What are the likely causes of changes in the forest bird indicator?
The forest bird indicator has fluctuated through time, but remains close to its value in 1980. There is the suggestion of a decline in Northern Europe and a number of common forest birds are in decline in Europe, though some are increasing. Changes in forest area, composition, age and structure all influence bird community composition and species trends, both positively and negatively depending on the species. In particular, the loss of active forest management, the maturation of forest stock, loss of dead wood, and increased deer browsing in some areas, have been linked to forest bird declines. Other evidence shows that some forest specialists, particularly birds associated with old-growth stands, have declined severely and are threatened by modern commercial forestry practice. A large body of work has focused on birds of boreal forest and their interaction with forestry, but our knowledge of other forests and their bird populations is less good.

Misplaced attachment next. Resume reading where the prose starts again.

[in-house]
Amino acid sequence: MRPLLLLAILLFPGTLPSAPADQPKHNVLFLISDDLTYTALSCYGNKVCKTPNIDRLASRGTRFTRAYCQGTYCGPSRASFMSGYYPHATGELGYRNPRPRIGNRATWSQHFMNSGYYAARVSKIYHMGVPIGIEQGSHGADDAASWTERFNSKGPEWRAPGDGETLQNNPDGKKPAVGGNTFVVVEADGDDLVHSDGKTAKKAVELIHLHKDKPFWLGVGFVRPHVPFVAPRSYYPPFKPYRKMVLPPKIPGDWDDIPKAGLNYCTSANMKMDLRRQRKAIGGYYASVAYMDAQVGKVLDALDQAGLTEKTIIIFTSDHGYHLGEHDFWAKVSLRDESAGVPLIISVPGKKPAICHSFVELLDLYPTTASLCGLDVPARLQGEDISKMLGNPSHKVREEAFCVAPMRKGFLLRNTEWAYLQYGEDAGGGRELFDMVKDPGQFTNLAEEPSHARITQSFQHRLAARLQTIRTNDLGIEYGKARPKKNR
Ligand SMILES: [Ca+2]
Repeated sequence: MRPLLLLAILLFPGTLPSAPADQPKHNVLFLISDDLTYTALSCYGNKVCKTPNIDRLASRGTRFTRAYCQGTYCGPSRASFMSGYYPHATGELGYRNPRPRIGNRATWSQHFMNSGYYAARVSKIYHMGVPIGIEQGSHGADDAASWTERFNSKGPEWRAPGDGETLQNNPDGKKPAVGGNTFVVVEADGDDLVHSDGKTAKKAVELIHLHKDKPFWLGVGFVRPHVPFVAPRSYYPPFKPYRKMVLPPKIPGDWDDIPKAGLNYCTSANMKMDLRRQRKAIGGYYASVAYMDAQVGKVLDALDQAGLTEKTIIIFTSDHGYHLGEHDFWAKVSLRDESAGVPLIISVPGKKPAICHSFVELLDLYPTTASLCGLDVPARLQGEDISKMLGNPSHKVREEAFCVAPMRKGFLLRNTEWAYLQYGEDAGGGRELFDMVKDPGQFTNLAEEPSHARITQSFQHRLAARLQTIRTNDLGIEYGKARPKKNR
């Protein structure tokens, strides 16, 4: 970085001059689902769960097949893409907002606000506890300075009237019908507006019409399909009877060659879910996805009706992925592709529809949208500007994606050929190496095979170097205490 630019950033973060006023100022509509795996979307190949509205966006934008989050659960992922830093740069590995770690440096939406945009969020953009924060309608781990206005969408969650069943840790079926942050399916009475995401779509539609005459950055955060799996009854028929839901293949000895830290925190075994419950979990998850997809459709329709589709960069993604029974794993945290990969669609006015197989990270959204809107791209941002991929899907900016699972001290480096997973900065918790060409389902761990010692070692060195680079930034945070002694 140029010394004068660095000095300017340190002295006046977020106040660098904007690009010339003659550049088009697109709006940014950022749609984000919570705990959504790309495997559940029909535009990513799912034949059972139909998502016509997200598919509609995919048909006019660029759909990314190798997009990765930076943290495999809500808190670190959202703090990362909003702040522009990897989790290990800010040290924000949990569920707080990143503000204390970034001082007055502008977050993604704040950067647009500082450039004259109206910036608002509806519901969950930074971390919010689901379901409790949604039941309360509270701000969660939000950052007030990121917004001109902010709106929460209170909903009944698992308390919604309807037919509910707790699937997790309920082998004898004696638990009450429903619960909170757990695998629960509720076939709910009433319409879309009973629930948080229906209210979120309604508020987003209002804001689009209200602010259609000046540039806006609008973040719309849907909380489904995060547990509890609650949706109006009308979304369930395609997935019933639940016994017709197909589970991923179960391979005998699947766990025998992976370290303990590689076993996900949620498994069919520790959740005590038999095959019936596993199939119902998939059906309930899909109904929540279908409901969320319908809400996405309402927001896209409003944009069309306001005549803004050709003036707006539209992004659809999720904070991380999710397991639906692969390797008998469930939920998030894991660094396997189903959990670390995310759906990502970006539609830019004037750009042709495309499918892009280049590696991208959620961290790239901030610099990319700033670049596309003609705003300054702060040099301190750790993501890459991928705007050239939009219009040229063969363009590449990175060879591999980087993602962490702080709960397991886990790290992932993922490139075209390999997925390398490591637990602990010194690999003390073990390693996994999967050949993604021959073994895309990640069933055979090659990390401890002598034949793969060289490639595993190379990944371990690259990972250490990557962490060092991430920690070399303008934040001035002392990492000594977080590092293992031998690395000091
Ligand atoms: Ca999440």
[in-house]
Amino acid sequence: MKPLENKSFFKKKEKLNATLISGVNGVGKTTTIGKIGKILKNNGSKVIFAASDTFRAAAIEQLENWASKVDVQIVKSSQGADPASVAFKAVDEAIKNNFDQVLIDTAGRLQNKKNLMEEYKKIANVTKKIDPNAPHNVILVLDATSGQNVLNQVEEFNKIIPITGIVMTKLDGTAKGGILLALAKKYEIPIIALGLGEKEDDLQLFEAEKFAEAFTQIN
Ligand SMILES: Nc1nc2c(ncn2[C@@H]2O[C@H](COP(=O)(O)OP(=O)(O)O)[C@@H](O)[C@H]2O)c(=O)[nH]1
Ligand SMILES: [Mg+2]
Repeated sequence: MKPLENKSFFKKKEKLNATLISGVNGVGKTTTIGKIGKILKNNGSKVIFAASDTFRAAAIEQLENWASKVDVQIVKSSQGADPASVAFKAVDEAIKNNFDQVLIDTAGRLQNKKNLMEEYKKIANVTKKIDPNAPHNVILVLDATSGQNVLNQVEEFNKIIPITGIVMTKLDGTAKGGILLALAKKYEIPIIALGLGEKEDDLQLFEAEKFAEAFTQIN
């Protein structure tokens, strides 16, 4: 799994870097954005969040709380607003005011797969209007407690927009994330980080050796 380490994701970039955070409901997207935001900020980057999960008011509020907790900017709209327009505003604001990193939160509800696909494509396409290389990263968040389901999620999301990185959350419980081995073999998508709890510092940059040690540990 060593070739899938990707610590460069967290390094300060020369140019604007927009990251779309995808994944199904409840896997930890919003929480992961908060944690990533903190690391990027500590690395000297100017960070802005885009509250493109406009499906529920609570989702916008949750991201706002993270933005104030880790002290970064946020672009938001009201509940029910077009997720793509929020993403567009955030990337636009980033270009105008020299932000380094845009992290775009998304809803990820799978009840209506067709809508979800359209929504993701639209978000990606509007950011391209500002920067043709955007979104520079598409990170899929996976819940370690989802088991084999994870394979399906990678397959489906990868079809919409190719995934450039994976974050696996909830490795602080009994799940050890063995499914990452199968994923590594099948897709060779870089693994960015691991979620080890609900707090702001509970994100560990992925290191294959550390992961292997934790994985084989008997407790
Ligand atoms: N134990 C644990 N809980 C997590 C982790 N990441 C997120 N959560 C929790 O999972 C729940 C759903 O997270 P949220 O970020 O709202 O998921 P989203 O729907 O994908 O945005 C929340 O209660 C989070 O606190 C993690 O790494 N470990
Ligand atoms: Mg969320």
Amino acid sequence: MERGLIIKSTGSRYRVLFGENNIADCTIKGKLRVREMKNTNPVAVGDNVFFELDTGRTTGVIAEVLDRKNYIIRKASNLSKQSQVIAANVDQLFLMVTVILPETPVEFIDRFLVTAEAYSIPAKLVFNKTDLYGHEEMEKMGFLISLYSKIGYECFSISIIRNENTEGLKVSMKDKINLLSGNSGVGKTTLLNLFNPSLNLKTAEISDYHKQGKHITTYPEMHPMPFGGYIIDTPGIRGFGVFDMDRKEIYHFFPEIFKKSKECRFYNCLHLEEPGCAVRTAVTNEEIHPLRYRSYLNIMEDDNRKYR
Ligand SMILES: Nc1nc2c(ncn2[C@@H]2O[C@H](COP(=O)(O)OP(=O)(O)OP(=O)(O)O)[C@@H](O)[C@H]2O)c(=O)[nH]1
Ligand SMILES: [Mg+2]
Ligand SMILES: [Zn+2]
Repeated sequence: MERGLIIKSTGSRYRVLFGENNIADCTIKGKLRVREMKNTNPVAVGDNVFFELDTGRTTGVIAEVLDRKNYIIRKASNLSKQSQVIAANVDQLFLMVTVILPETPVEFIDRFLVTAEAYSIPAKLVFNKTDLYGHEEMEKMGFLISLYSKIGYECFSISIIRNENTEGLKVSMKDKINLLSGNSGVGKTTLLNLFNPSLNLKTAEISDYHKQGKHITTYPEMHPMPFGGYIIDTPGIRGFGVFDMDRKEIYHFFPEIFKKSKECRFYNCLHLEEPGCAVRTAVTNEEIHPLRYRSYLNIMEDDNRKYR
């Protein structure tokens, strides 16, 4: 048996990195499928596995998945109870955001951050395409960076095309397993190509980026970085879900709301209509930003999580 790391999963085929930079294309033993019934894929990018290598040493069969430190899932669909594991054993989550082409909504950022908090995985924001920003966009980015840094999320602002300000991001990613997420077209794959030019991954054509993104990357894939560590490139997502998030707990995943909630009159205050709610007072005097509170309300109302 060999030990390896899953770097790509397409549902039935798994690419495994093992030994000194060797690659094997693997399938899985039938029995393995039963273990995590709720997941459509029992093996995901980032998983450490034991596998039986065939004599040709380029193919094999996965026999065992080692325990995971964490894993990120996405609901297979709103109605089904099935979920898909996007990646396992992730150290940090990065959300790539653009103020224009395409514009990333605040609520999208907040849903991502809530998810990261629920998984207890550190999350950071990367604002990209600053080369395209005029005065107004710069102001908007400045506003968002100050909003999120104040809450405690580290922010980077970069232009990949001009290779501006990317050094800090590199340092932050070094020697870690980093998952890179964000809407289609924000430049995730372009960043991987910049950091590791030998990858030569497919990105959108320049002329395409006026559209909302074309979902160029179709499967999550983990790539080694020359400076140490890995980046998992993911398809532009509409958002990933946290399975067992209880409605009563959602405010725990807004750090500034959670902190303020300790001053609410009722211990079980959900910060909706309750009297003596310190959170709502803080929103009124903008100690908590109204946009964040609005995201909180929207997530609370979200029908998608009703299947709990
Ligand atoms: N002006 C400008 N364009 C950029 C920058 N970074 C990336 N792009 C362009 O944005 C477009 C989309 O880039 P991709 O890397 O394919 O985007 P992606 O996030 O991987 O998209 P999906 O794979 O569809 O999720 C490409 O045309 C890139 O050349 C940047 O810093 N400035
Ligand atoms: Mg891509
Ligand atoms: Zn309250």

The forest bird indicator contains birds that are long-distance migrants. Studies have shown that some long-distance migrant birds have declined more steeply than resident birds. It is not known whether deteriorating conditions on the breeding grounds in Europe, or on passage, or wintering sites in Africa/Asia is responsible for the declines; it seems likely that a combination of factors is involved.
Learn more in the related question “Sampling the same sites every year is fine for farmland that is maintained, but in forests the species composition will change in the course of 25 years due to succession. Do sampling sites have to be replaced if they change strongly?“.